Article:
Catholic school student’s essay offers personal perspective on adoption

Katie Polasky says she’s grateful her birth mother chose adoption

ASHWAUBENON — If Katie Polasky could speak to her birth mother, she would express her gratitude.

“I would tell her that I’m thankful that she gave me such an amazing family,” said Katie, the daughter of Doug and Amy Polasky. “If I could ever see her in person, I would thank her for what she did. She gave me a life; she gave me hope and a chance.”

Katie, 12, a seventh grade student at Notre Dame Middle School in De Pere, was born in Guatemala. Her birth mother, whose name is Kelita, chose adoption to find a safe place for her child. While she cannot speak to Kelita at this time, Katie did recently share her gratitude in writing.

Katie Polasky, a seventh grader at Notre Dame Middle School in De Pere, shared her story of adoption in an essay sponsored by the Knights of Columbus. Born in Guatemala, her adoptive parents are Doug and Amy Polasky. (Sam Lucero | The Compass)

The 2018 Culture of Life Essay Contest, sponsored by the Knights of Columbus, Wisconsin State Council, was introduced in her language arts class. The contest theme was “How has abortion negatively impacted the American economy?” Katie admits, with a smile, that she departed from the theme. Instead, she told her personal story.

In her essay, titled   “It’s Not Their Choice,” Katie writes about how her most important life choice was made by a woman whom she doesn’t remember. Abortions are illegal in Guatemala, but still happen. Katie believes that due to her birth mother’s faith, abortion was never an option.

“She was a strong Catholic,” she explained about Kelita. “She was close to God and didn’t want anyone to hurt me.”

In her essay, Katie wrote, “I think a lot of people who choose abortion don’t realize that abortion kills an actual person.”

“One thing that really strikes Katie is (that) the child is defenseless and relies entirely on the mother,” said Amy, Katie’s adoptive mother. “She doesn’t understand why abortion exists and how it could be legal. She thinks that people don’t understand it. ‘It’s a human being. Why would (her birth mother choose abortion)? She is Catholic.’”

Her essay was read in front of the entire school. It was also shared on WTAQ News Talk by radio host Joe Giganti, a Notre Dame School parent.

“I’m very surprised that it has been a big hit with people all over,” said Katie.

She admits that she was somewhat hesitant at first to open up about her life in writing. Before completing the essay, she and Amy viewed the film, “Gosnell: The Trial of America’s Biggest Serial Killer.” The film is about Kermit Gosnell, a physician and abortion provider in Philadelphia who was convicted of murder in the deaths of three infants born alive. Seeing the film contributed to Katie’s willingness to share her story.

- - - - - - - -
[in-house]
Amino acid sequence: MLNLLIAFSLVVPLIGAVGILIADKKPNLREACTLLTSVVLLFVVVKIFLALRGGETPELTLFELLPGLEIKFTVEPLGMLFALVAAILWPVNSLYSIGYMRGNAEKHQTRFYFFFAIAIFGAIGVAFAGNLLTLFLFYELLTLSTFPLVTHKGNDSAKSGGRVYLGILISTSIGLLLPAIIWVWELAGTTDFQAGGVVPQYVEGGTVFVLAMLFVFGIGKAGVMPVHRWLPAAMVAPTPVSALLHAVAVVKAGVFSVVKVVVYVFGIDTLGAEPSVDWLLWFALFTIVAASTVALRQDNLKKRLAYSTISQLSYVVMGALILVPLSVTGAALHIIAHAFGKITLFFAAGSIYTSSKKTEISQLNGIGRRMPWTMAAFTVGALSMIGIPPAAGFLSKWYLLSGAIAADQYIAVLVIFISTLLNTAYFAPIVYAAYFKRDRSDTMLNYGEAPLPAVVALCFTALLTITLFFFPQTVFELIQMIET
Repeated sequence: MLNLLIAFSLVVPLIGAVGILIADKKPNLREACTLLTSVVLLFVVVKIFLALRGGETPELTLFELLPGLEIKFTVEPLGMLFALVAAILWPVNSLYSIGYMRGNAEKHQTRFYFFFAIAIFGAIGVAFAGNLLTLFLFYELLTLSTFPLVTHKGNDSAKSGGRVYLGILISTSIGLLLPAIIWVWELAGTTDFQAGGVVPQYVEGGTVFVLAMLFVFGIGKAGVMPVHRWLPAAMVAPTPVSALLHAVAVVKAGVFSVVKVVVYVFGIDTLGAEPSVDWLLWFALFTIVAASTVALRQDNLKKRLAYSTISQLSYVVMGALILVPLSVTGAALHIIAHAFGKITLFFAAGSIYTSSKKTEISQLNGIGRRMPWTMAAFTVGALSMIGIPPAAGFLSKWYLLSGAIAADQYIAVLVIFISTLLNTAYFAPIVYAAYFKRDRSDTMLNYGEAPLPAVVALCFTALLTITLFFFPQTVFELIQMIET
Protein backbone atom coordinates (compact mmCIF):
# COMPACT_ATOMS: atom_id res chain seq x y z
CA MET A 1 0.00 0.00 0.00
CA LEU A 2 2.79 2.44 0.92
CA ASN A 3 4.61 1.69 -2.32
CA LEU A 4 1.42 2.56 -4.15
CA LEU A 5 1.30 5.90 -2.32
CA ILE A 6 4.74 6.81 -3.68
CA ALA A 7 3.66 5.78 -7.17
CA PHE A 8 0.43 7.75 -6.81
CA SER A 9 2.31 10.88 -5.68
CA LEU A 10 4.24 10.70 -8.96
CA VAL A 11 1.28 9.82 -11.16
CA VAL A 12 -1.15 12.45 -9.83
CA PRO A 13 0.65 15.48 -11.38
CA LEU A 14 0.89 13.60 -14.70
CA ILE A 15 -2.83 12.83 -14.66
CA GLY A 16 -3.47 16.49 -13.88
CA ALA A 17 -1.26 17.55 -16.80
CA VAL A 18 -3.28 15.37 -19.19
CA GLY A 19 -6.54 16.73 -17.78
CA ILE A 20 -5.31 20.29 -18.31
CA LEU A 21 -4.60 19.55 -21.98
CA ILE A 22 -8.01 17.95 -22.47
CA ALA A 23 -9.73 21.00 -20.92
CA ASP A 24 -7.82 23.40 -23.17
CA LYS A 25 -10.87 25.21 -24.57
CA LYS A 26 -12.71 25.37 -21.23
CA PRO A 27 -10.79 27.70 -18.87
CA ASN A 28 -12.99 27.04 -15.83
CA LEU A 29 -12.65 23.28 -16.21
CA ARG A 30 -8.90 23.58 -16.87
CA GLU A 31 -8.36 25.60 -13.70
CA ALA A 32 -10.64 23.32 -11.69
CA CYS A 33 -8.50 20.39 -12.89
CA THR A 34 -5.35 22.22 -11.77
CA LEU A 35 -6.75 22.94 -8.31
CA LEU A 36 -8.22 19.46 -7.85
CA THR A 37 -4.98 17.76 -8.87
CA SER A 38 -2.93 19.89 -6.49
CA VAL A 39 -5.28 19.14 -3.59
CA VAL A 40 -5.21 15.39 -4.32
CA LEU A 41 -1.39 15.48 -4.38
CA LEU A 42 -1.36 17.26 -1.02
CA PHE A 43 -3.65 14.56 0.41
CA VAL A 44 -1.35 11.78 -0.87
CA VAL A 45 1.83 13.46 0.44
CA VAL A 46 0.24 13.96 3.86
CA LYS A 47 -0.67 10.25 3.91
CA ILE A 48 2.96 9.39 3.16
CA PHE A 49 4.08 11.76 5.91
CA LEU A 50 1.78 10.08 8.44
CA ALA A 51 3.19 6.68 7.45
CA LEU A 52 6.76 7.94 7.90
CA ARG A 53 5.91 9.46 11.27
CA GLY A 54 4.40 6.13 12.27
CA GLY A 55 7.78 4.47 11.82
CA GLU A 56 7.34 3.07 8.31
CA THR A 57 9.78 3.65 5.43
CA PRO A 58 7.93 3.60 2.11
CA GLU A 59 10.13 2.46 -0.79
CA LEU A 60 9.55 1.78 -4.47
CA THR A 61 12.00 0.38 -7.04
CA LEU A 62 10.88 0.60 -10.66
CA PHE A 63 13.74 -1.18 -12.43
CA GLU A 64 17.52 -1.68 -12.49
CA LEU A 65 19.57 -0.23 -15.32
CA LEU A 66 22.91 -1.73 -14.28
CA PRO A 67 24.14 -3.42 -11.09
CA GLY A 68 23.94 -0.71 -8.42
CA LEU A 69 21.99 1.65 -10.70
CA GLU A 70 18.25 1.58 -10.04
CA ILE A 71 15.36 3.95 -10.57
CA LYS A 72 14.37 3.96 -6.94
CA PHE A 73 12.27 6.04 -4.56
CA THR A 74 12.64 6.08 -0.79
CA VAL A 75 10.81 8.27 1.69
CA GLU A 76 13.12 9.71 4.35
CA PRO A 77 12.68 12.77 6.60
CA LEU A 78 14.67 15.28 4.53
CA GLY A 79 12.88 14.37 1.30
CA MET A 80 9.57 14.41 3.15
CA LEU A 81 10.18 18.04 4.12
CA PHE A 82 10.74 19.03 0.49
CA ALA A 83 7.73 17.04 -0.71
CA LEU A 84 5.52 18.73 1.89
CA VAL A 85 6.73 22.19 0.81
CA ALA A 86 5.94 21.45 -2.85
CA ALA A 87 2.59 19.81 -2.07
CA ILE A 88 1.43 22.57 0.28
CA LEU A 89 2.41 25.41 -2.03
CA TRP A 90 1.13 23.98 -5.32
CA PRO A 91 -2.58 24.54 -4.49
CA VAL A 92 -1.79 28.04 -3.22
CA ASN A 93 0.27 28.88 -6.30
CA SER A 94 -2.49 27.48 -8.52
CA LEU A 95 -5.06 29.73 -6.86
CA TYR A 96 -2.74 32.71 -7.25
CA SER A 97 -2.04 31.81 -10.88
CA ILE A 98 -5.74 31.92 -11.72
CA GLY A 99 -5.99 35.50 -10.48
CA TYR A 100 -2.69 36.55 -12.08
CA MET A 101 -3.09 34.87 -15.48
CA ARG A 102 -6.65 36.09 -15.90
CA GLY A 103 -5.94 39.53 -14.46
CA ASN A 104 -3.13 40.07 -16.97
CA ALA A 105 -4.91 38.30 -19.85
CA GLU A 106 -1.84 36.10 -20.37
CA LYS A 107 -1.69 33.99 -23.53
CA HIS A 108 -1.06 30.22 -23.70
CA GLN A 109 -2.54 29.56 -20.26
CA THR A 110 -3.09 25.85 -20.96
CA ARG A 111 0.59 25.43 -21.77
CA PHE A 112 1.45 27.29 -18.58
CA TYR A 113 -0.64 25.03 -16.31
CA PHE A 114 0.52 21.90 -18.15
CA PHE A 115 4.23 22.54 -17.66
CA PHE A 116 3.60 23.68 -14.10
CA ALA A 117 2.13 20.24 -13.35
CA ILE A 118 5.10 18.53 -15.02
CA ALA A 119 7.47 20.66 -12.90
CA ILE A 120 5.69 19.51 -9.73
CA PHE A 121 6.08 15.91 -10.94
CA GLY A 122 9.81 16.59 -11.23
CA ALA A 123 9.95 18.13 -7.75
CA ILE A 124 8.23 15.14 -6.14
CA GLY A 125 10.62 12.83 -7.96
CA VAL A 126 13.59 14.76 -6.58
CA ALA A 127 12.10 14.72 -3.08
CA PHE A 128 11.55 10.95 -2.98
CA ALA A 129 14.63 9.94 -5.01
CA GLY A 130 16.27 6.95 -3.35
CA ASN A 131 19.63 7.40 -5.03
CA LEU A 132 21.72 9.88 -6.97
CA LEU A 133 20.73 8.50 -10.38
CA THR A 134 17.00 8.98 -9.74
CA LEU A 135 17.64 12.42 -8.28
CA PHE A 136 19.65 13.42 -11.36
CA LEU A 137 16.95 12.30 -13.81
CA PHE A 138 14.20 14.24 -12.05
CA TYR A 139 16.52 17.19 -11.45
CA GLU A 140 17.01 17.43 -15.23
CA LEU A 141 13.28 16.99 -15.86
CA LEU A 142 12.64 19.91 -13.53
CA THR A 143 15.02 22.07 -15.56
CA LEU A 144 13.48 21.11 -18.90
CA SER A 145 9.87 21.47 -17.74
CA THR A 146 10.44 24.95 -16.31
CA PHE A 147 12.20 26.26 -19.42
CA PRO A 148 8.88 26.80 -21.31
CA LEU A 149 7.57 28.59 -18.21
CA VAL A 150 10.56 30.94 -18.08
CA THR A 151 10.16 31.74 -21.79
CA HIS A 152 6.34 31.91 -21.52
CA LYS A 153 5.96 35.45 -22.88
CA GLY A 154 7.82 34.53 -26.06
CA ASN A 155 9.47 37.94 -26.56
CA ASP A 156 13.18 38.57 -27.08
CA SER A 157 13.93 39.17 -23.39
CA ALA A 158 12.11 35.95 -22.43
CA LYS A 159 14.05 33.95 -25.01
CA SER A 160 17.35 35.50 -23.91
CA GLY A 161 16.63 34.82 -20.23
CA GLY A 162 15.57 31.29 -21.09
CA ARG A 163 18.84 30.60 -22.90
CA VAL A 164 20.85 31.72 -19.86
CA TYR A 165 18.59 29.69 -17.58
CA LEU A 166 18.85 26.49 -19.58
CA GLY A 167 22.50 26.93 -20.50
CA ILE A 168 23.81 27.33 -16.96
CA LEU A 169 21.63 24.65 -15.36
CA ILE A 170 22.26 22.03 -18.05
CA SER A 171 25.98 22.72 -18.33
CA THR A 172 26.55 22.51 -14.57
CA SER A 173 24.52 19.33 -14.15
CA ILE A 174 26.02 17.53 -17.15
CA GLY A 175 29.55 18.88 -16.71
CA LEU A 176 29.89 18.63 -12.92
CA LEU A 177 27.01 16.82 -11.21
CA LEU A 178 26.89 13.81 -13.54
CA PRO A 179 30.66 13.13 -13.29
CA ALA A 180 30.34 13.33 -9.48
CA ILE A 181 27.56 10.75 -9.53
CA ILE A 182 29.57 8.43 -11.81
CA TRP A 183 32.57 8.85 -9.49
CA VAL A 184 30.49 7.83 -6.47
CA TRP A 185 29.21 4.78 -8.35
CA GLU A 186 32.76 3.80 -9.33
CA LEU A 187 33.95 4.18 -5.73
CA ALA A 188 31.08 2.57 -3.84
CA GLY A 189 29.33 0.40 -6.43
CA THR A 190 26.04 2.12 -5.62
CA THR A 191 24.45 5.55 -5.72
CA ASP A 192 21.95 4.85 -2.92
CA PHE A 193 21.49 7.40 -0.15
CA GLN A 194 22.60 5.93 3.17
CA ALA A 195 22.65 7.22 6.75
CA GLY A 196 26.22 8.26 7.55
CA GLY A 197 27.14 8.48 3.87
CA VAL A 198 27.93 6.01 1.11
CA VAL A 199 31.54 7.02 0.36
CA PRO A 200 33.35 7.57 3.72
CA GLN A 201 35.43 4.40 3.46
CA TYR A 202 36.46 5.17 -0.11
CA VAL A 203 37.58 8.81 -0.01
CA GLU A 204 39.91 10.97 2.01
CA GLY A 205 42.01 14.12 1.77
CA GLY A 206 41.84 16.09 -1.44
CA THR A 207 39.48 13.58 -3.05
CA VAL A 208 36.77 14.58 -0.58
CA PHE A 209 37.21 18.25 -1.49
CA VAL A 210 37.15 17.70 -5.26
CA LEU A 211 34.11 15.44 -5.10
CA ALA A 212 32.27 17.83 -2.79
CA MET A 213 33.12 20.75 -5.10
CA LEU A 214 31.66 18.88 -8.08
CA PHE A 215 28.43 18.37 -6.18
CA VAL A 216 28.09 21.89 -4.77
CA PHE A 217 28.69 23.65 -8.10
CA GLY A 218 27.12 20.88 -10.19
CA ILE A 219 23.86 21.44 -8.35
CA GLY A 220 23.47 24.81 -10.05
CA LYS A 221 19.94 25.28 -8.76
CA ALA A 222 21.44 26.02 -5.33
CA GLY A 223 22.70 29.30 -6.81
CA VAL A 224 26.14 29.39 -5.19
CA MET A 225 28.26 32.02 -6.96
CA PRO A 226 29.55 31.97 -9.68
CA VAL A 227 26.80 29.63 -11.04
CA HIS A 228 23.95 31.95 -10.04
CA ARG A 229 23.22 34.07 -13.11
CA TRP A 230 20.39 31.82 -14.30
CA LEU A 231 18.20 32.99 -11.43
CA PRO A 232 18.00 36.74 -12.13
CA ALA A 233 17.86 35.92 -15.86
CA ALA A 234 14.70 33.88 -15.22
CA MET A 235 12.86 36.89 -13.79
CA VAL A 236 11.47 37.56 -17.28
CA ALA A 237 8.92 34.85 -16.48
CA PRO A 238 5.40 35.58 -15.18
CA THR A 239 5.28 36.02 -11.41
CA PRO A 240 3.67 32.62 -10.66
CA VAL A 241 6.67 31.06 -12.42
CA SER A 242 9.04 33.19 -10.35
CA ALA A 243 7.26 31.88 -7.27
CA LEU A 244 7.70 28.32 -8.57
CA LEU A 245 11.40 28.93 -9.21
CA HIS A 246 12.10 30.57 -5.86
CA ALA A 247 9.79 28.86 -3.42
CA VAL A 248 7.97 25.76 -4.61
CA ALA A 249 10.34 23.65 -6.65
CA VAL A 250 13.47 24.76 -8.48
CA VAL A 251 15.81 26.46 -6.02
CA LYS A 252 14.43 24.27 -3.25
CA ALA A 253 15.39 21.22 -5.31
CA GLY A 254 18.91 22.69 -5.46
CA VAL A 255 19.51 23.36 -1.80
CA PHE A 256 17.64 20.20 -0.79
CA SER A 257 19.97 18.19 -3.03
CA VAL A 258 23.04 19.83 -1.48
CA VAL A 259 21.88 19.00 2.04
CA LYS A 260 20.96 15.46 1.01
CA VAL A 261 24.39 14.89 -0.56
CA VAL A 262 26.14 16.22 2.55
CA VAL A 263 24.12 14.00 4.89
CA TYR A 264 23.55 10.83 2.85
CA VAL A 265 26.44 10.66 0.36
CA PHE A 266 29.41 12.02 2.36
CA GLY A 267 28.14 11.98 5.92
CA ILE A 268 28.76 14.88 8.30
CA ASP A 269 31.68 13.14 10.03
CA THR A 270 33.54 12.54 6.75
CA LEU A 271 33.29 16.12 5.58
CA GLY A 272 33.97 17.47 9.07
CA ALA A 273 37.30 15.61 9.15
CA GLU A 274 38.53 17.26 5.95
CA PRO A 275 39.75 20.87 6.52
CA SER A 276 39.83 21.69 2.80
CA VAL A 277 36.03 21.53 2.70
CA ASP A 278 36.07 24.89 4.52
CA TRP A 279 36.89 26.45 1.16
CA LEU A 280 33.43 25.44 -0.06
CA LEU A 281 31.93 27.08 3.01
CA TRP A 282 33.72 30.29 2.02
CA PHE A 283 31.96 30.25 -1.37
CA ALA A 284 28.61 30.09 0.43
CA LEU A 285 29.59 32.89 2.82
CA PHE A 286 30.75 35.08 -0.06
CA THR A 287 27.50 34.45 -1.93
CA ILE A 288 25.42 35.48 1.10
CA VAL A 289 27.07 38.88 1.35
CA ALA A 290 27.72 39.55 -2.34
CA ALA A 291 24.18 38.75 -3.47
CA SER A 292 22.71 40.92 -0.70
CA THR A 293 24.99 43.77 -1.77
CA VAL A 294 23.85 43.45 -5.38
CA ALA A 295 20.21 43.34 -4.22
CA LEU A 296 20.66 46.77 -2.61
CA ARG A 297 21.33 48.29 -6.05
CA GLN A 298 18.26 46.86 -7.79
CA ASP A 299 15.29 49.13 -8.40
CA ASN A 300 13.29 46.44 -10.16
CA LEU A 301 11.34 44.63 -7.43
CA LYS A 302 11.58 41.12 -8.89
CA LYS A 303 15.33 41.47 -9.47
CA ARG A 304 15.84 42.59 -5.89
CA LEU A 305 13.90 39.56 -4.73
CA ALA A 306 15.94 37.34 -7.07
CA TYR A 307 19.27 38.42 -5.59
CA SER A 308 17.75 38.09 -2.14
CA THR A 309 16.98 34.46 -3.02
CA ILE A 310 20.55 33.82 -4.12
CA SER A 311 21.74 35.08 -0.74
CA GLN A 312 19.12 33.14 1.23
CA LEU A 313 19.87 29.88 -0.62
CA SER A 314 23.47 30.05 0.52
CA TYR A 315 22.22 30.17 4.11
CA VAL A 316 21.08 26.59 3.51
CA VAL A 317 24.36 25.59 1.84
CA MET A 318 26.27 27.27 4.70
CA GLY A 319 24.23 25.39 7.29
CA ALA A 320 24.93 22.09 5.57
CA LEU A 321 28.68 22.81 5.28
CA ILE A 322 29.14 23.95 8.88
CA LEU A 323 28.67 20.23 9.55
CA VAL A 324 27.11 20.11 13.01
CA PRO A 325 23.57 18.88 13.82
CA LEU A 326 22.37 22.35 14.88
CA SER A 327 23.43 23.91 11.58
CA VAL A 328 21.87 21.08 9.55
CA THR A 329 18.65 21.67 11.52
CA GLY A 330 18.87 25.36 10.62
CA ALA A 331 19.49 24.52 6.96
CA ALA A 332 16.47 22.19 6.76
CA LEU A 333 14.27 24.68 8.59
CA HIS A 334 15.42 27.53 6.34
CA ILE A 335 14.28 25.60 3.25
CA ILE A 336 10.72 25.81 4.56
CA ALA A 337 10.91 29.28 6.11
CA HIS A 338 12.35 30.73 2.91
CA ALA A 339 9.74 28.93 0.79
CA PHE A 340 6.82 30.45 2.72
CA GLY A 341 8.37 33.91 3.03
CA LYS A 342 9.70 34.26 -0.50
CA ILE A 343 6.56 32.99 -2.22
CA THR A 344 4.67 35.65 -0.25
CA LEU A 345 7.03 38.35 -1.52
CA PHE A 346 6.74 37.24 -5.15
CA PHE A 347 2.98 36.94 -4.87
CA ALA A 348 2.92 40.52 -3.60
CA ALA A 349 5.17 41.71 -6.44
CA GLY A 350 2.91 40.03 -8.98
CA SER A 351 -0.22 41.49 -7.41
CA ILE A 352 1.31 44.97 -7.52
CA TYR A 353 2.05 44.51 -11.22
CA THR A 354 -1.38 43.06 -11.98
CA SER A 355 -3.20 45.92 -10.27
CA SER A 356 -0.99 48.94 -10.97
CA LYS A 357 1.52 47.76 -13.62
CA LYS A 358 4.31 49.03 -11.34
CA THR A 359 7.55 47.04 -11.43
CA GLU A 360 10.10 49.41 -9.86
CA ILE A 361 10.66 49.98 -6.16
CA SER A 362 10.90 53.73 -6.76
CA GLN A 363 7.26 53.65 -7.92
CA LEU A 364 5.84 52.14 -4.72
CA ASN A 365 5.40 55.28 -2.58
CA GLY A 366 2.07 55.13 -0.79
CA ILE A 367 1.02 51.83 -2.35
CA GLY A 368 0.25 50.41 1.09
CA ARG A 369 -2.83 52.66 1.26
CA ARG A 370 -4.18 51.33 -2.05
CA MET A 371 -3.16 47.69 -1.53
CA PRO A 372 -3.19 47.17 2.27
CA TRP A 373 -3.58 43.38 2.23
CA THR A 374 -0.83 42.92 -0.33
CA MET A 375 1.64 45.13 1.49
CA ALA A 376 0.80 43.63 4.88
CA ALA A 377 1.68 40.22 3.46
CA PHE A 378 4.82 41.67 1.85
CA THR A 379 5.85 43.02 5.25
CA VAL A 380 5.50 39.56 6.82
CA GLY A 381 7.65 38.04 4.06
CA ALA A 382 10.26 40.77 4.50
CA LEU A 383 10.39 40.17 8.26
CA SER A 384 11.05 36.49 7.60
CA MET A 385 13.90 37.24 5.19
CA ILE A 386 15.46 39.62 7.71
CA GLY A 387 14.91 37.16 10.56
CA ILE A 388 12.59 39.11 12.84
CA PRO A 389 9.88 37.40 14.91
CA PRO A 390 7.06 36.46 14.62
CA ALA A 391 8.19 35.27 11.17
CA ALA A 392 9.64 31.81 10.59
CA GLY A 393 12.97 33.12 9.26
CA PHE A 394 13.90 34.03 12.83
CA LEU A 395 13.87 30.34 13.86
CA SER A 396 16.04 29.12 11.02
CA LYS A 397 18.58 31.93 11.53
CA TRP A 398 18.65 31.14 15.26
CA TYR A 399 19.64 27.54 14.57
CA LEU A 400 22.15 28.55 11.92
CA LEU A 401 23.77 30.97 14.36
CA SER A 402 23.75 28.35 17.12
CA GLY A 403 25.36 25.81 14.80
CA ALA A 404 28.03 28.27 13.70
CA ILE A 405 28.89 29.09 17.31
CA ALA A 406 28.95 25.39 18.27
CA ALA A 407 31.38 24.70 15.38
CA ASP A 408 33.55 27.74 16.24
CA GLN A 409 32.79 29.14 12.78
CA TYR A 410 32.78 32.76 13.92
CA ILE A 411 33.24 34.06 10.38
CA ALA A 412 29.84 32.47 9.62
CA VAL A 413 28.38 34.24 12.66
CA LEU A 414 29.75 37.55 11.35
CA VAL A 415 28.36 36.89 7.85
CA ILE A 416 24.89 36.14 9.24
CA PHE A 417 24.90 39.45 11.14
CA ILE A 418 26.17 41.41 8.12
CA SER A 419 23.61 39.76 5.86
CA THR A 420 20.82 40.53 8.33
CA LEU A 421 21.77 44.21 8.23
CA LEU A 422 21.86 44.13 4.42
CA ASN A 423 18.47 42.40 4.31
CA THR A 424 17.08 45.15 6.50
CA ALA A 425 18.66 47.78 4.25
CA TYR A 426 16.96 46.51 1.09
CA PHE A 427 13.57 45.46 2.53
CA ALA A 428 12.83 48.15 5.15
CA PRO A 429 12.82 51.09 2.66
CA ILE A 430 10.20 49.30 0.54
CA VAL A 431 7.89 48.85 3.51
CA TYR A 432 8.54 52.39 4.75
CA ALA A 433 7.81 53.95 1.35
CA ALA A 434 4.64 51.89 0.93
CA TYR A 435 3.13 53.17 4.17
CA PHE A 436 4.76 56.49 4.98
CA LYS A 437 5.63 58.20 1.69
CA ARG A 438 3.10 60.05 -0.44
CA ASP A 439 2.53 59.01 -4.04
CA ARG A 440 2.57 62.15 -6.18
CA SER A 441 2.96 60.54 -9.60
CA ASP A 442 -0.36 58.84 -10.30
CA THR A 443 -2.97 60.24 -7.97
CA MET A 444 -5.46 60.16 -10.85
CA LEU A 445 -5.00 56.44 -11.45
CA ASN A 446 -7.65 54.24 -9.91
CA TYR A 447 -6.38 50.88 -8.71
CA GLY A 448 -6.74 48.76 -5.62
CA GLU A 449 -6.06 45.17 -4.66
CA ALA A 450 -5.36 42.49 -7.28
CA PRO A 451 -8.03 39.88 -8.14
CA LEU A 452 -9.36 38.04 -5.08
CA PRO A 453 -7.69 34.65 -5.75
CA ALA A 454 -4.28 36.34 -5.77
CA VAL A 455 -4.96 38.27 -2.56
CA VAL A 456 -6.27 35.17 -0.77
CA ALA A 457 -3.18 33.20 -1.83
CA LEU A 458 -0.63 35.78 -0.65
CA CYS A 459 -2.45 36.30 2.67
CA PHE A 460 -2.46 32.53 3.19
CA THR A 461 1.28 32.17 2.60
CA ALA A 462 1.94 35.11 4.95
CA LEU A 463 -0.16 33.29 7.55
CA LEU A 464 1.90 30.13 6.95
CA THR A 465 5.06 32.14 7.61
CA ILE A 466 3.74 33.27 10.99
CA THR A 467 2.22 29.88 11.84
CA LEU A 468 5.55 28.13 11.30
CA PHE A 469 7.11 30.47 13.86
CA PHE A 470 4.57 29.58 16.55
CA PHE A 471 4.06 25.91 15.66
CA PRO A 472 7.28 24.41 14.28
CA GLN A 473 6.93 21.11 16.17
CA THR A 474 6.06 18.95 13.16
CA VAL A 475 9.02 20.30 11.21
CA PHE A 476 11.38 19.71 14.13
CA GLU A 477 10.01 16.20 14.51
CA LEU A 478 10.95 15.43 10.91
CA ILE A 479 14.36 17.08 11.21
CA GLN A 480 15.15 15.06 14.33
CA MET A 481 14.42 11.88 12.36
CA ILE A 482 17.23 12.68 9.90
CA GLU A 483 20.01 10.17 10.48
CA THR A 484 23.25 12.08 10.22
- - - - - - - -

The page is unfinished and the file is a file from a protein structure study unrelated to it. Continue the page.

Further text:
“Some people have never seen this side of me telling my own story,” she said. “When my mom (Amy) was talking about it, she said that ‘Maybe there is a person who is thinking about having an abortion who would change her mind because of this essay.’”

“I don’t think she understands everybody’s emotional response to it, because she is just telling her story,” said Amy. “I said to her, ‘Honey, somebody could be listening and you might have saved a baby’s life. You never know.’”

Her brother, Joey, 15, a student at Notre Dame Academy in Green Bay, was also born in Guatemala. Both were fostered by a woman affectionately known as “Momma Anna.” The Polaskys, members of Nativity of Our Lord Parish, Ashwaubenon, remain in contact with their foster mother.

“She’s an angel,” said Amy about Anna. “She is able to get photos of Katie’s siblings in Guatemala. Katie stays in touch through social media with her foster sister (Anna’s granddaughter), who is in law school. Anna has 22 grandchildren and six children of her own. Joey was her 22nd foster child. Katie was like her 30th.”

Katie received an additional affirmation of her birth mother’s love. The adoption process took more than a year. When she came home at 15 months, her ears were pierced.

“If you see a baby with pierced ears in Guatemala, it means someone loves them,” explained Amy. “Her birth mother would see her. She would go to meetings at the U.S. Embassy with her foster mother. (Kelita) would hug Katie and say, ‘She is so beautiful.’ Anna knows her and they are still in touch.

“We know from (Anna) that Katie’s birth mom is extremely kind, very devout and a sweet woman,” she added.

Katie would like to return to Guatemala someday, but recognizes that it’s currently unsafe.

“I have a new baby brother, born last month,” said Katie about her family in Guatemala. “I have two older siblings. I’m in the middle. I have one younger sister and now a baby brother. Sometimes I wonder, when I haven’t seen photos, what they look like. Do they look like me? I wonder what their life is like. It’s very different from ours.”

Katie enjoys sports, time with friends, service, arts and crafts, and singing. She is a member of the GRACE (Green Bay Area Catholic Education) St. Cecilia Choir. She expects to participate in the essay contest again next year. She closed this year’s essay with a message about abortion.

“I don’t understand why abortion is legal here, or anywhere,” she wrote. “Parents should be able to choose where their kids go to school and what they eat and even what they wear. But they shouldn’t be able to choose if their child lives or dies. That choice is up to God.”